Regarding the Kimberley Process, there is absolutely NO evidence that it played any significant role whatsoever in bringing an end to the conflicts in either West Africa or Angola. Nigeria in particular and ECOMOG in general would be shocked to hear that such claims are being made. Angola was a cold war proxy war with the US firmly behind the rebel group UNITA headed by Jonas Savimbi. His death in 2002 combined with the already in process peace talks helped to accelerate the end of the Angolan conflict. You should provide the readers of this board the evidence on which you base your assertions that the Kimberley process played any significant role in the stabilization of Sierra Leone, Liberia and Angola.

The Congolese people have clearly articulated the ways in which they believe the global community can best help:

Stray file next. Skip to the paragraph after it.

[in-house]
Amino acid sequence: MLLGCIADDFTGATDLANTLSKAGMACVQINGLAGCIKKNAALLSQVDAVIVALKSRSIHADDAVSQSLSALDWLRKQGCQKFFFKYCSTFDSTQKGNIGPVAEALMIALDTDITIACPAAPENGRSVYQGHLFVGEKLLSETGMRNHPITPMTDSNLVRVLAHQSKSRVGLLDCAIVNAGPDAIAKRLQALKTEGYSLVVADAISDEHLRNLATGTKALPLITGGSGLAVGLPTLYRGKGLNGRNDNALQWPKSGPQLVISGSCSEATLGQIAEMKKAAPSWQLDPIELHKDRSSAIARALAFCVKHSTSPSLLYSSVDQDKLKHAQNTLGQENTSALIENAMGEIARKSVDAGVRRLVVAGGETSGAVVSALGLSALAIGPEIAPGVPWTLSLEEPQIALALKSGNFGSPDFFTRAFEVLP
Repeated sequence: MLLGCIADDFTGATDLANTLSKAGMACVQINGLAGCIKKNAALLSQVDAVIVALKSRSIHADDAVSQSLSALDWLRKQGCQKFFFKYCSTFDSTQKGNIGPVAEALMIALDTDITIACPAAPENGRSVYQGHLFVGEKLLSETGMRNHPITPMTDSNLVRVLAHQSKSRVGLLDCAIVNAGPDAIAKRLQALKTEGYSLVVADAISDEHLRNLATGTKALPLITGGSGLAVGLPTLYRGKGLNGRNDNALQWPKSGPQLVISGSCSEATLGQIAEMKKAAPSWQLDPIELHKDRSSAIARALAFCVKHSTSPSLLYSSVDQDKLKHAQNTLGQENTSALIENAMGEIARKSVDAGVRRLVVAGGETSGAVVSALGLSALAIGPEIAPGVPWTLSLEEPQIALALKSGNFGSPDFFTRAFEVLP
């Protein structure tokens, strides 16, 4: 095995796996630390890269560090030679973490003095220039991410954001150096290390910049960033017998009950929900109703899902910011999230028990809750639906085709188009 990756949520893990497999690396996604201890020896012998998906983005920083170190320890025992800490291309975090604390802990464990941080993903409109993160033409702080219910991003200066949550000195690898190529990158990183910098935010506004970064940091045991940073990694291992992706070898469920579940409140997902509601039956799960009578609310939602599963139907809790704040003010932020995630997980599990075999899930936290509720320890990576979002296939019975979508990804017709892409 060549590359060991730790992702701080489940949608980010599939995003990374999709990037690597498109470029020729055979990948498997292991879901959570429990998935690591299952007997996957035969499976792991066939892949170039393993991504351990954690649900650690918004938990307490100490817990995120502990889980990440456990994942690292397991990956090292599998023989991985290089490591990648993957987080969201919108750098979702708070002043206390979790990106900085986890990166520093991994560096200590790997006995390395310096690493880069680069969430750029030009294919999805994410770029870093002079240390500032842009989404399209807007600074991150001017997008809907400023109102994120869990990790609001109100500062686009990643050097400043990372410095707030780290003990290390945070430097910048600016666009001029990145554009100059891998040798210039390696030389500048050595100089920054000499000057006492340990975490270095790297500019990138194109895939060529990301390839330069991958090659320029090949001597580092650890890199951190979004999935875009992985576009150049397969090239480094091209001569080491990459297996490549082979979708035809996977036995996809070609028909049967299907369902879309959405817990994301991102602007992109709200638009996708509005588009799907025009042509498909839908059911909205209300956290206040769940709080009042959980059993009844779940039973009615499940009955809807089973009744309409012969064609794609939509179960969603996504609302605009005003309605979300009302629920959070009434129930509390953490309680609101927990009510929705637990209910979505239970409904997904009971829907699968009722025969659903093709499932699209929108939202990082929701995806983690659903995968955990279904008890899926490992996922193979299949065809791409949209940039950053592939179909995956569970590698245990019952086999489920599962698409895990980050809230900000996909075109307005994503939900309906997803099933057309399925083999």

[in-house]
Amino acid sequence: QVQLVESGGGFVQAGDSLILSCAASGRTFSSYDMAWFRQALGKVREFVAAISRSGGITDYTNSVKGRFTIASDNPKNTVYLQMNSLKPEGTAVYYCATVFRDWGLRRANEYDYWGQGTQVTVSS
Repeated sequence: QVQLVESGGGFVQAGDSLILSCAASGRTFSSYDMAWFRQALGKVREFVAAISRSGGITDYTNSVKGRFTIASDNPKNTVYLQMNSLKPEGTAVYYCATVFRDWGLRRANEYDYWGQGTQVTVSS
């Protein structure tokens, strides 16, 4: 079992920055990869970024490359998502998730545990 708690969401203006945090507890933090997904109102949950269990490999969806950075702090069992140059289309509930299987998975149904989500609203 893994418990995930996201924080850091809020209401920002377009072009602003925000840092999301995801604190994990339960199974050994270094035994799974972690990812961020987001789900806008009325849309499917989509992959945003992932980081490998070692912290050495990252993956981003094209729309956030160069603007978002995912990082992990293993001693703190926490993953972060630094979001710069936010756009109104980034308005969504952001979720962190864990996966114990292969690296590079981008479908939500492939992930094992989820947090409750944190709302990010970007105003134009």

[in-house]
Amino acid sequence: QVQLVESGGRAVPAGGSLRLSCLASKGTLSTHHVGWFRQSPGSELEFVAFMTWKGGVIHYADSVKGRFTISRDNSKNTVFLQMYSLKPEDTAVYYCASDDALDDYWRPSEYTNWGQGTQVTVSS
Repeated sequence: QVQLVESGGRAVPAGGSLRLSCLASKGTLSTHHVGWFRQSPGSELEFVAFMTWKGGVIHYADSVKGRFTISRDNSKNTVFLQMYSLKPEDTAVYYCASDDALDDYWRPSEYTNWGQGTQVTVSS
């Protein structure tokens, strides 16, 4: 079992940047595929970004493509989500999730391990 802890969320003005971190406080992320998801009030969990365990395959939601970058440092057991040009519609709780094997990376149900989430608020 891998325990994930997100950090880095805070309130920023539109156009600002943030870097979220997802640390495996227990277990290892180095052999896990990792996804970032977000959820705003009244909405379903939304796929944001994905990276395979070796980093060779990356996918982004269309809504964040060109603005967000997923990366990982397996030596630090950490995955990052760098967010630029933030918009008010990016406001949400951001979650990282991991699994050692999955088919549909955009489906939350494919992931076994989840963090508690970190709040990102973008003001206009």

http://www.friendsofthecongo.org/congolese-voices-203.html
http://www.friendsofthecongo.org/resource-center/policy-a-issue-briefs.html

The fact of the matter is that both the US and England have prioritized their strategic and corporate interests to the detriment of the interests of the people in the region (in spite of the millions dead) which has contributed to the ongoing conflict. The conflict minerals marketing campaign is an extension of this policy and ultimately a way to divert activists from calling for policies with teeth that can truly contribute to peace such as the enforcement of PL 109-456, especially Section 105. http://www.friendsofthecongo.org/resource-center/policy-a-issue-briefs.html

Friday, July 23, 2010 2:11:00 PM

 
Blogger Elizabeth Allen said...

@friends of congo:

#1: